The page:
Sello Sebopela reportedly died at Dr George Mukhari Academic Hospital last month, but his family claim they were only informed this week. Picture: Supplied
Sello Sebopela reportedly died at Dr George Mukhari Academic Hospital last month, but his family claim they were only informed this week. Picture: Supplied

More should have been done for man who died at George Mukhari hospital - Department

By Sakhile Ndlazi Time of article published Aug 14, 2020

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Pretoria - The Gauteng Department of Health has admitted that more could have been done to inform the Sebopela family about the death of their loved one instead of dragging it out for nearly a month.

The Pretoria News yesterday reported that the family called for action against Dr George Mukhari Hospital Academic Hospital for only informing them nearly a month after the death of 32-year-old Sello Sebopela.

The dead man’s brother Donald Sebopela said the hospital gave them the run-around before admitting on Tuesday that Sello had died last month.

According to department spokesperson Kwara Kekana, several attempts were made to contact the family through cellphone numbers listed on the patient file.

“The hospital does accept that more could have been done to inform that family, including proper handover with the next shift for follow-up, and getting the help of the nearest police station by providing addresses of relatives, so the family may be located,” she said.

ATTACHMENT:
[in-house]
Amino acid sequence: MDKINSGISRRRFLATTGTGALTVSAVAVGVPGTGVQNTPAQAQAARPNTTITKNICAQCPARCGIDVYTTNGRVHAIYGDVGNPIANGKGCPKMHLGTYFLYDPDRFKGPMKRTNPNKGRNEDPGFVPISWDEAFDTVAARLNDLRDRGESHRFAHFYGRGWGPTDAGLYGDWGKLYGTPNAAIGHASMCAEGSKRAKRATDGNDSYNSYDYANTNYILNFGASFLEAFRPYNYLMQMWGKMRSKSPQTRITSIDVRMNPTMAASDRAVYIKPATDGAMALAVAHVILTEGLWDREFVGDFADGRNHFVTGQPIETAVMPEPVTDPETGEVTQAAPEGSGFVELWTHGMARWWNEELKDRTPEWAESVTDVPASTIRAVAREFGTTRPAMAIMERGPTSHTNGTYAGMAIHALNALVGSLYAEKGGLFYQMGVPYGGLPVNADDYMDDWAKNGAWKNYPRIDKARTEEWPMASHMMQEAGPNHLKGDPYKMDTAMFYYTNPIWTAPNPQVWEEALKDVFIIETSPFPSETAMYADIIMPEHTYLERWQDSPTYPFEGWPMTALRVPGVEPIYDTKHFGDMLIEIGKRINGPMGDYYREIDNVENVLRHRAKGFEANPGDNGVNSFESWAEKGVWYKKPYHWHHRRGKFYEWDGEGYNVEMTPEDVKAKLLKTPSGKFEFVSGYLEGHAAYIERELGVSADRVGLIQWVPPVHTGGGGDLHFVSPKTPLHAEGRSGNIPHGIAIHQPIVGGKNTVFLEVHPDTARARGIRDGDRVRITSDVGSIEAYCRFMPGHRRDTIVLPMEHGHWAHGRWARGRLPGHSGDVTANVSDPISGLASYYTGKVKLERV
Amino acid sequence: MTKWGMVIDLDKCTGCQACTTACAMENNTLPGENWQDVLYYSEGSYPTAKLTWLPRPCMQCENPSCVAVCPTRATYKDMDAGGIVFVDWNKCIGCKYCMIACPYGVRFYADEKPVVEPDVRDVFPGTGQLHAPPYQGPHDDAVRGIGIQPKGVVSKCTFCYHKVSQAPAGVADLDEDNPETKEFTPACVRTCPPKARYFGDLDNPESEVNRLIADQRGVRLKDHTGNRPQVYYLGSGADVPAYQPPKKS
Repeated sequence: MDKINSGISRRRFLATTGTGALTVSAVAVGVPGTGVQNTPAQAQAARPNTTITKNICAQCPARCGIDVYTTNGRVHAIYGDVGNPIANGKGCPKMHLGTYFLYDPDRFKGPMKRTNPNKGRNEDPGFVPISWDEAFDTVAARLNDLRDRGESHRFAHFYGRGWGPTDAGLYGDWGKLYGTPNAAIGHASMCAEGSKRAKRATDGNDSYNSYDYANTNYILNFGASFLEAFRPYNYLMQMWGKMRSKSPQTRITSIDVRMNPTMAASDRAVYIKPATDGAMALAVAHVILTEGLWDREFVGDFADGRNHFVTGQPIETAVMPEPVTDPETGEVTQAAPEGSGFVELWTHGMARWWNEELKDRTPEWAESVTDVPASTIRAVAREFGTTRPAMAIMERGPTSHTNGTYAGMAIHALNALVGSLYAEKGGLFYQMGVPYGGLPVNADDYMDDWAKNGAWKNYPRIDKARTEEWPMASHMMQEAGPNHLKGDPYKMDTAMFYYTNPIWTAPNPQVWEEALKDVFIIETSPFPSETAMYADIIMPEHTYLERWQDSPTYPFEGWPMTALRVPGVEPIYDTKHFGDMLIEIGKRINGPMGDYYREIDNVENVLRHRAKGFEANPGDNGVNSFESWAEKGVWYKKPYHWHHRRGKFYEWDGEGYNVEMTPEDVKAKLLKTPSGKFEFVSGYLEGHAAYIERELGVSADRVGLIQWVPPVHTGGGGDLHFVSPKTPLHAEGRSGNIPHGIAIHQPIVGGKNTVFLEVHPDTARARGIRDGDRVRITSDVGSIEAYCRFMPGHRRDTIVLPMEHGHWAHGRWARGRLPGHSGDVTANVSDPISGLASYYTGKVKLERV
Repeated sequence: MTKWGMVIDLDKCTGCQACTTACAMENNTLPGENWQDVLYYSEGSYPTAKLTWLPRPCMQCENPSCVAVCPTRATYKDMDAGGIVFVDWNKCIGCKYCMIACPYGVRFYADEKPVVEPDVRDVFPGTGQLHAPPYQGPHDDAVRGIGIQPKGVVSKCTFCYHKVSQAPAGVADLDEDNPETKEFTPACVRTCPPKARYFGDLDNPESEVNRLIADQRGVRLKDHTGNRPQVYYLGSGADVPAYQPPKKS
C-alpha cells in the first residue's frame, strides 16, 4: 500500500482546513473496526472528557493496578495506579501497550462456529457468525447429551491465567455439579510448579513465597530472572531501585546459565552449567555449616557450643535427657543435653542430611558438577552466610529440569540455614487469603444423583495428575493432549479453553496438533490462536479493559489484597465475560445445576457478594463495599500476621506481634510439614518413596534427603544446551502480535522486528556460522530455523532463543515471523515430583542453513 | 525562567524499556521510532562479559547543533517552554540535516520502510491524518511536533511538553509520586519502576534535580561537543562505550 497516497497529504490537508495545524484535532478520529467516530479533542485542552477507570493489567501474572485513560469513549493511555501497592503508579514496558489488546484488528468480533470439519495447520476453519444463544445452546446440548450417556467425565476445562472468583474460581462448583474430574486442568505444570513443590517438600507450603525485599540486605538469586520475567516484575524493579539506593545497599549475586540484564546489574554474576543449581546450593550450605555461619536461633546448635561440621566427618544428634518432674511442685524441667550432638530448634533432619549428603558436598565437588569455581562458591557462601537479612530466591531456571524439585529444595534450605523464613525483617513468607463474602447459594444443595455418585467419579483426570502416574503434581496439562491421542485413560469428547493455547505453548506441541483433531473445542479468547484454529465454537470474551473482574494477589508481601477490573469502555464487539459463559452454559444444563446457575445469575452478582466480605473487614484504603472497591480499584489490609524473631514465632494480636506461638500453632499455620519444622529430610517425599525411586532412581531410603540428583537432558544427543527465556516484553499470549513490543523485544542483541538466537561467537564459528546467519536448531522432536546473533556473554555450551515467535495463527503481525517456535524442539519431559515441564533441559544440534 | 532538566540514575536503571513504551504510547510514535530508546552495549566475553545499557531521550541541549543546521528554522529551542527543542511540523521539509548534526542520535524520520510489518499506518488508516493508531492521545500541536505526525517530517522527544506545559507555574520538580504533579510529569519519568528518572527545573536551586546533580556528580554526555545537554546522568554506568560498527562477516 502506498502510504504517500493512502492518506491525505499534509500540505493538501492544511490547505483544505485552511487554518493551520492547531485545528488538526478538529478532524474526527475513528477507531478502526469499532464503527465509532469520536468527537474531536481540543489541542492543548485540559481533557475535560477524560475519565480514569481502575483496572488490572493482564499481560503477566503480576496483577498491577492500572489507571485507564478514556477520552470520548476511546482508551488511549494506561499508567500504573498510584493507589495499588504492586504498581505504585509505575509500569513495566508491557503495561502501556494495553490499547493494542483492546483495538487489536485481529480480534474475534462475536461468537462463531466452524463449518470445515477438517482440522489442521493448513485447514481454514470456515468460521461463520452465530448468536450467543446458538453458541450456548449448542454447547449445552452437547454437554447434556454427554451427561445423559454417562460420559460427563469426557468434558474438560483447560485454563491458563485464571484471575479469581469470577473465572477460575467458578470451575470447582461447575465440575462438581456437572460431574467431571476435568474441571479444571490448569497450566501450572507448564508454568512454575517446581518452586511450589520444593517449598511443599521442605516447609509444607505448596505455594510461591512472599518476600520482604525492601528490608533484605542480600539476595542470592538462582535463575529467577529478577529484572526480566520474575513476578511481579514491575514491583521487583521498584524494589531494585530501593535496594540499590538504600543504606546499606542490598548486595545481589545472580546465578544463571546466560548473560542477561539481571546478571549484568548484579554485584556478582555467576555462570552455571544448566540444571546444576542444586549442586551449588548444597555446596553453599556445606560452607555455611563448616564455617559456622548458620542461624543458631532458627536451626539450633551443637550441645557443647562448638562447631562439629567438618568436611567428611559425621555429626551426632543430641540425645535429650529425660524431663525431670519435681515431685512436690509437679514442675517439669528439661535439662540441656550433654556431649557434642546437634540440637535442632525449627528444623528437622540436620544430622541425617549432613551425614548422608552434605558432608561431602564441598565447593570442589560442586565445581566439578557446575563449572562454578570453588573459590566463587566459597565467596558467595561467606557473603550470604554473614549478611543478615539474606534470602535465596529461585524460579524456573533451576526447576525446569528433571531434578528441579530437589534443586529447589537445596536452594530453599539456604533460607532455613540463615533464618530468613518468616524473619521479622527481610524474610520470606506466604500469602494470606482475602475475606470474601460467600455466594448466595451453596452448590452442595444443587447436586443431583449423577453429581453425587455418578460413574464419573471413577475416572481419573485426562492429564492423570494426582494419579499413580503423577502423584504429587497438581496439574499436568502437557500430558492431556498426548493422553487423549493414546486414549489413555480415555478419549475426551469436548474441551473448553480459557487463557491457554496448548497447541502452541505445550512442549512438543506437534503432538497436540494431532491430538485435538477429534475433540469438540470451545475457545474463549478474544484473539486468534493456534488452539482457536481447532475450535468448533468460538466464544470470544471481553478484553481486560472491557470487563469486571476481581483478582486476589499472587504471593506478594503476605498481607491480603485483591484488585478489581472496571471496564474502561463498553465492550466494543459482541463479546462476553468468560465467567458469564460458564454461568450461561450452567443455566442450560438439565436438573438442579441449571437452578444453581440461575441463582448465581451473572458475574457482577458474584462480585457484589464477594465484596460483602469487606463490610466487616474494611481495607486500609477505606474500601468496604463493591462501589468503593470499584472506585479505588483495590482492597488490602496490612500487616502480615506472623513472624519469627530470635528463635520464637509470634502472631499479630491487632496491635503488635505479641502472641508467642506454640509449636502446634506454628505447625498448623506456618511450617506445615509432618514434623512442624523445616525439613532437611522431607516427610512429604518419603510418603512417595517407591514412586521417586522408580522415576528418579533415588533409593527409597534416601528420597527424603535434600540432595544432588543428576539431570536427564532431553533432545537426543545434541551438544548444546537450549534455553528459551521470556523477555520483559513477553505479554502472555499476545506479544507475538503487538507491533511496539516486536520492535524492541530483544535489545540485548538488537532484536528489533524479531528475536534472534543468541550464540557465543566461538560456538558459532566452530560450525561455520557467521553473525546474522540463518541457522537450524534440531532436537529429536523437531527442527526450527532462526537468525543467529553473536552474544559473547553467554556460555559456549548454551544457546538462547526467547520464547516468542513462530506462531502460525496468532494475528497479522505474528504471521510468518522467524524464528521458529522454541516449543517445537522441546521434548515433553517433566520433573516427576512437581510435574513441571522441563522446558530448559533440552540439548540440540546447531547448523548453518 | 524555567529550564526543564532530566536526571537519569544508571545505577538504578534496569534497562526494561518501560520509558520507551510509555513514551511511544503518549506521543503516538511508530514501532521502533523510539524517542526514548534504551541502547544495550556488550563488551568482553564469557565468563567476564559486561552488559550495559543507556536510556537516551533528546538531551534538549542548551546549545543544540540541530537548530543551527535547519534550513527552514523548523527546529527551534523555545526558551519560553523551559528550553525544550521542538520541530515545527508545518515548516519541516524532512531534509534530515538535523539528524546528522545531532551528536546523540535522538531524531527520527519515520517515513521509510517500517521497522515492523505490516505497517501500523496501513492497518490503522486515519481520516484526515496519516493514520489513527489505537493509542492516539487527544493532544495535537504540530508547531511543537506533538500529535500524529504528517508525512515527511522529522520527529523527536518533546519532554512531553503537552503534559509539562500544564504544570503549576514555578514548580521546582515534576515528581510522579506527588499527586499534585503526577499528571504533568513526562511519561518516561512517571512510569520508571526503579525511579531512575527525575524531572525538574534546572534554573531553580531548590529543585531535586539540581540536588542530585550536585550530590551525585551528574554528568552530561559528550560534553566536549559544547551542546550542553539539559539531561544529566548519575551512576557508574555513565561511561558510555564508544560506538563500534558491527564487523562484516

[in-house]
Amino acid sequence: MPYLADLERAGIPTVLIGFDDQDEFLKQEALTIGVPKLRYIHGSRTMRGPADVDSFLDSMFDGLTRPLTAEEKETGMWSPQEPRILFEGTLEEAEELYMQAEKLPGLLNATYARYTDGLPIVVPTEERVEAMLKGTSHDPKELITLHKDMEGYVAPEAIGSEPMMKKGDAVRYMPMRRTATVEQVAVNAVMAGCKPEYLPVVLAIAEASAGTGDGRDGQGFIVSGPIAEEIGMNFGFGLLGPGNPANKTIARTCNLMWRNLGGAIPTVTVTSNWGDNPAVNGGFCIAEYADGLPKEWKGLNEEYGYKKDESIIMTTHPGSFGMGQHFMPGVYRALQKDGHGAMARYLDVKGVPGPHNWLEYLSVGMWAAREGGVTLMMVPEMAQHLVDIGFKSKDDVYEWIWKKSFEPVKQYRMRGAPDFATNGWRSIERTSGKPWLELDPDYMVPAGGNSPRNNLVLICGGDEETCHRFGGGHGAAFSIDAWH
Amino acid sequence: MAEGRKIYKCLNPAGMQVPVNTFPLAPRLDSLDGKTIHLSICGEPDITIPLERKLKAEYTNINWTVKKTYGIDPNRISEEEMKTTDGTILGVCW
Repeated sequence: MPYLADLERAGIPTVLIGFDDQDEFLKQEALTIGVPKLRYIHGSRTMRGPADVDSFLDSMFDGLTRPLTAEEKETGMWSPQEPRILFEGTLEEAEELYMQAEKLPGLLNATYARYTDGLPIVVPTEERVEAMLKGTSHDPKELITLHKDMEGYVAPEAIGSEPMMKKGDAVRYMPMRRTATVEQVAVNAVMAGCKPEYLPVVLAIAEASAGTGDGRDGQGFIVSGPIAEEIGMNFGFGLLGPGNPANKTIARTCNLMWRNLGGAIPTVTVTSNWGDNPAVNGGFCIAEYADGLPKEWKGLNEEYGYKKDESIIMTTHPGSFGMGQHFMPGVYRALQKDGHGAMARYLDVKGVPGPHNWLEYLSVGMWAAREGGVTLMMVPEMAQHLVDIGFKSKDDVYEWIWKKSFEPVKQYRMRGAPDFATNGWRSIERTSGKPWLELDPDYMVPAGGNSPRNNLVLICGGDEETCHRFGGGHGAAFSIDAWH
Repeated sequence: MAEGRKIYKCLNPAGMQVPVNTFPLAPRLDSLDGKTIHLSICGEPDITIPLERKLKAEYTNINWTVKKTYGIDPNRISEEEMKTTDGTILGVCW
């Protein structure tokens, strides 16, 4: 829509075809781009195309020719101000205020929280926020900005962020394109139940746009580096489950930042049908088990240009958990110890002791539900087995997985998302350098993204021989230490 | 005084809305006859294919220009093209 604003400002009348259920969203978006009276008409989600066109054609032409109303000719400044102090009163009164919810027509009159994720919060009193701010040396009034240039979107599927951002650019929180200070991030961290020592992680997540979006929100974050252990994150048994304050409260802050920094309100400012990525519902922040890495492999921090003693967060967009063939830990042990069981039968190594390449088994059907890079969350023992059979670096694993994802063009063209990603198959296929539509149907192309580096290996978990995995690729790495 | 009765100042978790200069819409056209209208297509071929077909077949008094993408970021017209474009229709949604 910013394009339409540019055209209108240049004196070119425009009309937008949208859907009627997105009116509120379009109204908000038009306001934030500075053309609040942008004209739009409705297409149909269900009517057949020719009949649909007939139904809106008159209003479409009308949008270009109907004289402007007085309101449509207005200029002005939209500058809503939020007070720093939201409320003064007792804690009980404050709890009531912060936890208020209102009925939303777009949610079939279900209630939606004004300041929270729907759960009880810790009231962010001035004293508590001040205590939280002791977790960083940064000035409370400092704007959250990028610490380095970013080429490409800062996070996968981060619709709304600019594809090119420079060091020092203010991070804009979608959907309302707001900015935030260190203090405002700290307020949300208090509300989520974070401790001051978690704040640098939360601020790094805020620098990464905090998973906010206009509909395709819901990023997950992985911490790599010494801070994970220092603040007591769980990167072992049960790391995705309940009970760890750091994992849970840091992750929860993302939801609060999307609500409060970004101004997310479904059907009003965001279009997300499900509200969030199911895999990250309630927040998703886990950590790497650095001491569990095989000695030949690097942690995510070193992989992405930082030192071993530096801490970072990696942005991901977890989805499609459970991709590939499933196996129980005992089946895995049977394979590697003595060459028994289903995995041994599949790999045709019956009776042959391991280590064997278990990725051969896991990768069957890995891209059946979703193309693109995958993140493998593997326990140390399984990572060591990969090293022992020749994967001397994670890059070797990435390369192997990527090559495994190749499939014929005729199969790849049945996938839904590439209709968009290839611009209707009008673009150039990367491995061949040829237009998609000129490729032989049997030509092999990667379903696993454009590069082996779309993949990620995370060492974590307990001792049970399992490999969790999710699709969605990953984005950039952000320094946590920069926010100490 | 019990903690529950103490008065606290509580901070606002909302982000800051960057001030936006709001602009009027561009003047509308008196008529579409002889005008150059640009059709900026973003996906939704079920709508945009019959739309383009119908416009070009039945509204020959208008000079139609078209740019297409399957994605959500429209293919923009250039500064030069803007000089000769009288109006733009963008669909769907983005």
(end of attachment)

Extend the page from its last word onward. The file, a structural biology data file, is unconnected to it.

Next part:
The hospital has been engaged in a redress process with the family.

The brother said if the hospital really cared it would have made sure it made contact with them. The admission from the department and hospital was unacceptable, he said, adding that they would be looking into other avenues to put the matter to rest.

“Heads have to roll,” he said.

Sebopela recalled how he had to rush his brother to the hospital on July 13 as there were no ambulances. He said his brother had been sick for a while, and on that Monday his condition deteriorated.

Due to Covid-19 regulations restricting visitors at hospitals, Sebopela took contact details for the ward so he could check on his brother.

However, when he checked two days later, he was told his brother was not in that ward and had never been, according to their records.

It was not until this past Tuesday that Sebopela went back, this time angry and demanding answers, that nurses broke the disturbing news.

He was told his brother had died on July 16, but because the hospital was so busy and undergoing renovations, they had forgotten to inform the family. However, when the family went to the hospital yesterday, the date of death had been recorded as July 15, according to Sebopela.

Pretoria News

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